The St. Louis Post-Dispatch (1874-1922) and The Baltimore Sun (1837-1985) will be available in ProQuest Historical Newspapers, the definitive digital archive offering cover-to-cover, full-text, and full-image articles for significant newspapers dating back to the 18th Century. Available July 2009, both The St. Louis Post-Dispatch and The Baltimore Sun offer new avenues into understanding history, politics, and family history.
“Fundamental to ProQuest’s mission is developing resources that illuminate vital pieces of information,” said Rod Gauvin, senior vice president of publishing for ProQuest. “These new papers provide diverse regional perspectives on and coverage of events that shaped the 19th and 20th century, and make deep research into those eras easier and more widely accessible than ever.”
The St. Louis Post-Dispatch from 1874-1922 will be available in ProQuest Historical Newspapers in July. At the turn of the 20th century, St. Louis was the 4th largest city in the U.S, and a major crossroads for migration West and North. The St. Louis Post-Dispatch captures the movement and growth of a nation along with a Midwestern perspective on major events. As Joseph Pulitzer’s first newspaper, it is an important research tool for journalism scholars. Historically the Post-Dispatch noted for its investigative reporting, human interest stories and was known to be anti-immigration and pro-U.S. imperialism. The Post-Dispatch was also one of the first daily newspapers to print comics in color. The St. Louis Post-Dispatch was also the incubator for several well -known writers, including Mark Twain, who wrote for newspaper from 1874 to 1891.
The Baltimore Sun provides diverse regional perspectives and coverage on events that shaped the 19th and 20th century. The Baltimore Sun provides unprecedented access to news from this major port city. ProQuest is extending coverage of The Baltimore Sun to include every issue from 1837 through 1985. In contrast to the literary dailies popular on the East Coast at the time, The Baltimore Sun was originally published as the people’s paper, reporting on events that affected the lives of Maryland’s residents. Its reporting included Baltimore as a center of commerce and immigration, and extensive coverage of Washington politics into the mid-20th century. Maryland was a slave holding, border state prior to the Civil War and The Baltimore Sun covered the major battles fought in Maryland and nearby states. It also includes the writings of “The Sage of Baltimore,” H.L. Mencken, considered one of the most influential writers of the early 20th century.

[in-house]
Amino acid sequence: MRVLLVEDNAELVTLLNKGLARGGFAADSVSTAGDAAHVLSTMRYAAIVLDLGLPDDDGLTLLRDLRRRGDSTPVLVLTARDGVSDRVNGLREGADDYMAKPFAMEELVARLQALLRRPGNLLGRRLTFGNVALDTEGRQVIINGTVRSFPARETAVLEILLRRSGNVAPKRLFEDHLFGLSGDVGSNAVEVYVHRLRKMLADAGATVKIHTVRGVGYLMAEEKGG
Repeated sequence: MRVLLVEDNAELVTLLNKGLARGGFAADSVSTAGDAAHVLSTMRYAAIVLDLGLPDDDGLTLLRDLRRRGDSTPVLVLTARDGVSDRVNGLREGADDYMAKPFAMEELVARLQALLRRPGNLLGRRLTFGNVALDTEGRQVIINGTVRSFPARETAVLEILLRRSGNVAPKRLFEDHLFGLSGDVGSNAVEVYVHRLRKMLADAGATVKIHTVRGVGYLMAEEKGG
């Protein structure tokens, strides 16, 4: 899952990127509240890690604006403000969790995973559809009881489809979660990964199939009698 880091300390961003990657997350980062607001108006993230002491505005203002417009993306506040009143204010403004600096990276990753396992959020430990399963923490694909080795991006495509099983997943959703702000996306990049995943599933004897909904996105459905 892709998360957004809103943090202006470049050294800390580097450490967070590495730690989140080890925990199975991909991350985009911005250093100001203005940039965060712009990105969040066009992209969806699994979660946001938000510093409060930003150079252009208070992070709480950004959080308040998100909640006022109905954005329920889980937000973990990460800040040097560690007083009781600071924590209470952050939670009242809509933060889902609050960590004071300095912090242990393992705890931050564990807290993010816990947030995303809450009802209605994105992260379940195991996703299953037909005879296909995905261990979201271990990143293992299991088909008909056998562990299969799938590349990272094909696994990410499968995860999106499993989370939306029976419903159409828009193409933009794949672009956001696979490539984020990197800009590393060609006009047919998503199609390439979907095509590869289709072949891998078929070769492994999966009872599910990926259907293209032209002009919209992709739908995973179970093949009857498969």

In ProQuest Historical Newspapers, researchers can browse full-text and full-image newspapers from significant U.S. and international titles, dating back to the 18th century. With continuous newspaper runs, scholars can read each digitized issue cover to cover, or narrow their search by specifying one of 20 different document types (articles, editorials, advertisements, obituaries, etc.), date, and author.
The archives of these newly added papers are cross-searchable with ProQuest Historical Newspapers, the world's largest digital newspaper archive, encompassing more than 22 million pages dating from 1764. A core research holding in major libraries around the world, it includes such formidable newspapers as The Guardian, The Observer, The Scotsman, The Irish Times, The New York Times, New York Tribune, The Wall Street Journal, The Christian Science Monitor, Los Angeles Times, San Francisco Chronicle, Chicago Tribune, The Washington Post, Atlanta Constitution, Boston Globe, Hartford Courant, The Chicago Defender, New York Amsterdam News, Pittsburgh Courier, Los Angeles Sentinel, and Atlanta Daily World.
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More than a content provider or aggregator, ProQuest is an information partner, creating indispensable research solutions that connect people and information. Through innovative, user-centered discovery technology, ProQuest offers billions of pages of global content that includes historical newspapers, dissertations, and uniquely relevant resources for researchers of any age and sophistication—including content not likely to be digitized by others. Inspired by its customers and their end users, ProQuest is working toward a future that blends information accessibility with community to further enhance learning and encourage lifelong enrichment.